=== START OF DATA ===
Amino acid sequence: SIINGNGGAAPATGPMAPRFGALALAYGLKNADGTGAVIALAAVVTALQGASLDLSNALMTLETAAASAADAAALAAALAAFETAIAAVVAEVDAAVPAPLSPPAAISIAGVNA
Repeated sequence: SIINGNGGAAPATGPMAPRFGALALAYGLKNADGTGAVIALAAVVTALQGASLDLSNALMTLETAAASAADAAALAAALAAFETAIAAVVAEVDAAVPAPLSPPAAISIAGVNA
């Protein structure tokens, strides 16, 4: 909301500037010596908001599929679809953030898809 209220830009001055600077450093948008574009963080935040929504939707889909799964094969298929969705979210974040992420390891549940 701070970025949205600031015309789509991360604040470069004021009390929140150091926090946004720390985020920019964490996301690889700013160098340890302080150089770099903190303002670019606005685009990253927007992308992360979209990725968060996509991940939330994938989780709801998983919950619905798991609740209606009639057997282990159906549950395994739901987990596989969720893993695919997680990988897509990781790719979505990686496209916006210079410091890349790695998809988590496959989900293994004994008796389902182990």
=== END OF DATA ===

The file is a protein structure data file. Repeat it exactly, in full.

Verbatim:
Amino acid sequence: SIINGNGGAAPATGPMAPRFGALALAYGLKNADGTGAVIALAAVVTALQGASLDLSNALMTLETAAASAADAAALAAALAAFETAIAAVVAEVDAAVPAPLSPPAAISIAGVNA
Repeated sequence: SIINGNGGAAPATGPMAPRFGALALAYGLKNADGTGAVIALAAVVTALQGASLDLSNALMTLETAAASAADAAALAAALAAFETAIAAVVAEVDAAVPAPLSPPAAISIAGVNA
């Protein structure tokens, strides 16, 4: 909301500037010596908001599929679809953030898809 209220830009001055600077450093948008574009963080935040929504939707889909799964094969298929969705979210974040992420390891549940 701070970025949205600031015309789509991360604040470069004021009390929140150091926090946004720390985020920019964490996301690889700013160098340890302080150089770099903190303002670019606005685009990253927007992308992360979209990725968060996509991940939330994938989780709801998983919950619905798991609740209606009639057997282990159906549950395994739901987990596989969720893993695919997680990988897509990781790719979505990686496209916006210079410091890349790695998809988590496959989900293994004994008796389902182990």